However, information on the use of papain as a routine hydrolytic enzyme to digest proteins and yield potentially bioactive peptide fractions have been scarce. As a result, this study focused on investigating the carbohydrase-inhibitory effects of hydrolysates and peptide fractions obtained from papain-digested M. oleifera seed proteins.

Materials and Methods


oleifera seeds were obtained from farms in Akungba-Akoko, Ondo State, and was authenticated by the Department of Plant Science and Biotechnology, Adekunle Ajasin University, Akungba Akoko. Voucher samples were deposited, and number assigned. Enzymes used were papain (from Carica papaya) α-amylase (from yeast), α-glucosidase (bovine) were products of Sigma-Aldrich Laboratories, Co-Artrim, United Kingdom. All other reagents used in this study were of analytical grade and were also products of Sigma-Aldrich laboratories, Co-Artrim, United Kingdom.


Preparation of Defatted Seed Meal: The method described by (Arise, et al. [33]) was employed with slight modifications, such as the use of cold extraction method as against soxhlet extraction. Briefly, the seeds were dried, ground into powder and stored in an air-tight container at 4oC. This was then defeated using n-hexane. The meal was extracted three times with n-hexane using a meal/solvent ratio of 1:10 (w/v). The meal was then dried at 40oC in a vacuum oven and ground again to obtain a fine powder, and referred to as defatted seed meal, which was stored at -10oC.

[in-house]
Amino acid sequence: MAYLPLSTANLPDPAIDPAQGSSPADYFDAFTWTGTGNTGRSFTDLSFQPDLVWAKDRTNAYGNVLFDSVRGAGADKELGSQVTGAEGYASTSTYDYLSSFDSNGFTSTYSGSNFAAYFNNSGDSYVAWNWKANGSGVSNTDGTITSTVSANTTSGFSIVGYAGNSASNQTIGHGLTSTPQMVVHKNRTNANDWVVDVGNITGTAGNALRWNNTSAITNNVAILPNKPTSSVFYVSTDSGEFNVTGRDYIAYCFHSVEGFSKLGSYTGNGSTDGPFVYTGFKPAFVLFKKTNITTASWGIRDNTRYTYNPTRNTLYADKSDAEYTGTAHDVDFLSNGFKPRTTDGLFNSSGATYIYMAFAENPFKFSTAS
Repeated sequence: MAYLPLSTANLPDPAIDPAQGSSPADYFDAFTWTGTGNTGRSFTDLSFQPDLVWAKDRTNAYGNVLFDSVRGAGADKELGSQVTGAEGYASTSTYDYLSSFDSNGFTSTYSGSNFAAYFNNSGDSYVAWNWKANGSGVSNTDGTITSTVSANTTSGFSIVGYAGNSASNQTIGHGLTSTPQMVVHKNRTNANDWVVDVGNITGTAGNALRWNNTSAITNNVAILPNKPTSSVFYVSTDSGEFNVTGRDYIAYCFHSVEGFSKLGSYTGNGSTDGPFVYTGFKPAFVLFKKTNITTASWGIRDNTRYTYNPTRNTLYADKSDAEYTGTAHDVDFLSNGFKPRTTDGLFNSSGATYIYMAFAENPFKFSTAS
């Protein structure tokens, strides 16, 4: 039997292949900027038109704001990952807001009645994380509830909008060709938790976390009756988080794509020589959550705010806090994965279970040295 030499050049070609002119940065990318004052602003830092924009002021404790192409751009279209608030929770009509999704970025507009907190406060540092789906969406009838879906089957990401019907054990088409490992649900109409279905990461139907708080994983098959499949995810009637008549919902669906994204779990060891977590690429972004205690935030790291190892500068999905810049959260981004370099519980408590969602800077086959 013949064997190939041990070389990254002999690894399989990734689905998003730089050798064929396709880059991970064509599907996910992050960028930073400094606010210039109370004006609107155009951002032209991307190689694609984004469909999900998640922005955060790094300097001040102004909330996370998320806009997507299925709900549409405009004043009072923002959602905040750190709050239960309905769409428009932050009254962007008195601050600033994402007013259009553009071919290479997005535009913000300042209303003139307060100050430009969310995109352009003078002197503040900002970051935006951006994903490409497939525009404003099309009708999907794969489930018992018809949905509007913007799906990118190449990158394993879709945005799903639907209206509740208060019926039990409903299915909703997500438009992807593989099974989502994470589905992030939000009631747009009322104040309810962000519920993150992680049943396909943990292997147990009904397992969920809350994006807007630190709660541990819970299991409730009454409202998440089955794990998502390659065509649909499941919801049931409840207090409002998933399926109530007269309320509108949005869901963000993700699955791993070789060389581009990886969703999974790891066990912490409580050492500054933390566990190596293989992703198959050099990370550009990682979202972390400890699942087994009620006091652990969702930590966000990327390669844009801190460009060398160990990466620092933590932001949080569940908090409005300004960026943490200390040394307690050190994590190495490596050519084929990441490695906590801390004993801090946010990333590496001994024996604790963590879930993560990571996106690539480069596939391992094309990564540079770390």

Protein Extraction from Defatted Seed Meal: The protein component of the defatted meal was extracted using the method described by (Alashi, et al. [11]). One hundred grams (100 g) of the defatted seed meal was suspended in 1000 mL of 0.5 M NaOH solution, pH 12.0, and continuously stirred for an hour to achieve solubilization in alkali. The resulting suspension was spinned at a speed of 3000 g and a temperature of 18°C for 10 minutes. Two more extractions of the residue from the centrifugation were carried out using the same volume of sodium hydroxide and the resulting supernatants were pooled together. The supernatant pH was adjusted to 4.0 using 0.5M HCl solution in order to bring about acid-induced precipitation of Moringa seed protein, and the precipitate formed was recovered by centrifugation. The precipitate was washed with distilled water, adjusted to pH 7.0 using 0.5 M NaOH, freeze-dried and the protein isolate was then stored at -20°C until required for further analysis.

Preparation of oleifera Seed Protein Hydrolysates: The protein isolate was hydrolysed using the methods described by (Olusola, et al. [34]). Five grams (5g) of the protein isolate was dissolved in 100 mL of phosphate buffer solution pH 6.0 and at a temperature of 60ºC. The enzyme papain was added to the suspension at an enzyme-substrate ratio of 1:50. Hydrolysis was carried out at the specified conditions for six hours as the mixture was continuously stirred. The enzyme was then inactivated by boiling in water bath at 1000C for 15 minutes and proteins which were undigested were precipitated from the solution by pH adjustment to 4.0 with 2M HCl. This was followed by centrifugation at 7000 g for 30 minutes. The supernatant containing the peptides were then collected. The protein content of the samples was then determined using the Biuret assay method.